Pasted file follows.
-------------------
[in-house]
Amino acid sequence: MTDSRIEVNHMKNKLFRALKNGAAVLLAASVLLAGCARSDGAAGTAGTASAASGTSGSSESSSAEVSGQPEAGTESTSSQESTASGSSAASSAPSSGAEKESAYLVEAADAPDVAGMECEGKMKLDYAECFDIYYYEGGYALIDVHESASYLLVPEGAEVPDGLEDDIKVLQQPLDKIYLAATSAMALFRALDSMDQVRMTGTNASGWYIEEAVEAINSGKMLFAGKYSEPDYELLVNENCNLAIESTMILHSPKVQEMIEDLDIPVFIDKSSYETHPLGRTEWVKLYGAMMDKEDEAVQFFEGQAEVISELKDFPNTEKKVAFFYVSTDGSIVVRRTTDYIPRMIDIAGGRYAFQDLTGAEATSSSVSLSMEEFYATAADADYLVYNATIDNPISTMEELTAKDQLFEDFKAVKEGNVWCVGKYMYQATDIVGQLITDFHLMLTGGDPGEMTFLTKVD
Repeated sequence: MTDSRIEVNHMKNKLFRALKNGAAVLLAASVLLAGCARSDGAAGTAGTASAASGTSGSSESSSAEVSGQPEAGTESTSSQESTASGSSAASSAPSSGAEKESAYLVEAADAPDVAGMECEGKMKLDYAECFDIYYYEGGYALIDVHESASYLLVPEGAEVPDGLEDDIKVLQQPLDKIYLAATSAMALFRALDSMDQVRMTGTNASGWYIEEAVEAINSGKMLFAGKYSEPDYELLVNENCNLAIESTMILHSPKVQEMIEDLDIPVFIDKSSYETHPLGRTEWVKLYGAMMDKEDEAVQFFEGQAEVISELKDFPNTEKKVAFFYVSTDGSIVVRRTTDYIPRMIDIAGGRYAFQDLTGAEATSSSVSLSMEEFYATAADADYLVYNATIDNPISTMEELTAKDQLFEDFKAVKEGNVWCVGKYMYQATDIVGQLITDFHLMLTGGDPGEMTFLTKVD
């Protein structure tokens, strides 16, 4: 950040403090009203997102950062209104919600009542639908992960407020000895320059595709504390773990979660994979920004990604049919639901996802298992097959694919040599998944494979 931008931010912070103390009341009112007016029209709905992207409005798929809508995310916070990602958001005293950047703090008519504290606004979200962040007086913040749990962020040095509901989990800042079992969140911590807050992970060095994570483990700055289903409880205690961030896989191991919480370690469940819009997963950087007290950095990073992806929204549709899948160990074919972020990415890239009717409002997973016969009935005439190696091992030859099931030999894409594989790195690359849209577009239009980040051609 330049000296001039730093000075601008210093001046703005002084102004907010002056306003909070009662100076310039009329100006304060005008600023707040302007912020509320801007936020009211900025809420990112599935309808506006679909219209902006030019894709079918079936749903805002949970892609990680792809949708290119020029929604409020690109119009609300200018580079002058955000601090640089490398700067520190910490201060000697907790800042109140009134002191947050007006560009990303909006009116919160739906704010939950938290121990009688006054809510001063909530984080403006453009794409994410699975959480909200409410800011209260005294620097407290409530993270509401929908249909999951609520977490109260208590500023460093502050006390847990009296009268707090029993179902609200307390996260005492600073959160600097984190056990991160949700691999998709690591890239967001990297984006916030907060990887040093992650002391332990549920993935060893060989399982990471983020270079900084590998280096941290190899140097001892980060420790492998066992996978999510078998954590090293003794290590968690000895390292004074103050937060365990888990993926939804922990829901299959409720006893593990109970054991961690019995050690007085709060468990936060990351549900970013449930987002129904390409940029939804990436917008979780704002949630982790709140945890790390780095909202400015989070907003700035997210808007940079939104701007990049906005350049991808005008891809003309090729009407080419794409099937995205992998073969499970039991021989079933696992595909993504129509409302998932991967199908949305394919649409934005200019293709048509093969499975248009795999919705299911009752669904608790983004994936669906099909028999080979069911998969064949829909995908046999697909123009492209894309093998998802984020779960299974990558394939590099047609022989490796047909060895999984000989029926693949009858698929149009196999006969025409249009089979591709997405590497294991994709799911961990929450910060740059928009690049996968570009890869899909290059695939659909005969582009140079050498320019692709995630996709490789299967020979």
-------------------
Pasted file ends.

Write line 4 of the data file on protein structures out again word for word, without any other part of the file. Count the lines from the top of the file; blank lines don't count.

């Protein structure tokens, strides 16, 4: 950040403090009203997102950062209104919600009542639908992960407020000895320059595709504390773990979660994979920004990604049919639901996802298992097959694919040599998944494979 931008931010912070103390009341009112007016029209709905992207409005798929809508995310916070990602958001005293950047703090008519504290606004979200962040007086913040749990962020040095509901989990800042079992969140911590807050992970060095994570483990700055289903409880205690961030896989191991919480370690469940819009997963950087007290950095990073992806929204549709899948160990074919972020990415890239009717409002997973016969009935005439190696091992030859099931030999894409594989790195690359849209577009239009980040051609 330049000296001039730093000075601008210093001046703005002084102004907010002056306003909070009662100076310039009329100006304060005008600023707040302007912020509320801007936020009211900025809420990112599935309808506006679909219209902006030019894709079918079936749903805002949970892609990680792809949708290119020029929604409020690109119009609300200018580079002058955000601090640089490398700067520190910490201060000697907790800042109140009134002191947050007006560009990303909006009116919160739906704010939950938290121990009688006054809510001063909530984080403006453009794409994410699975959480909200409410800011209260005294620097407290409530993270509401929908249909999951609520977490109260208590500023460093502050006390847990009296009268707090029993179902609200307390996260005492600073959160600097984190056990991160949700691999998709690591890239967001990297984006916030907060990887040093992650002391332990549920993935060893060989399982990471983020270079900084590998280096941290190899140097001892980060420790492998066992996978999510078998954590090293003794290590968690000895390292004074103050937060365990888990993926939804922990829901299959409720006893593990109970054991961690019995050690007085709060468990936060990351549900970013449930987002129904390409940029939804990436917008979780704002949630982790709140945890790390780095909202400015989070907003700035997210808007940079939104701007990049906005350049991808005008891809003309090729009407080419794409099937995205992998073969499970039991021989079933696992595909993504129509409302998932991967199908949305394919649409934005200019293709048509093969499975248009795999919705299911009752669904608790983004994936669906099909028999080979069911998969064949829909995908046999697909123009492209894309093998998802984020779960299974990558394939590099047609022989490796047909060895999984000989029926693949009858698929149009196999006969025409249009089979591709997405590497294991994709799911961990929450910060740059928009690049996968570009890869899909290059695939659909005969582009140079050498320019692709995630996709490789299967020979």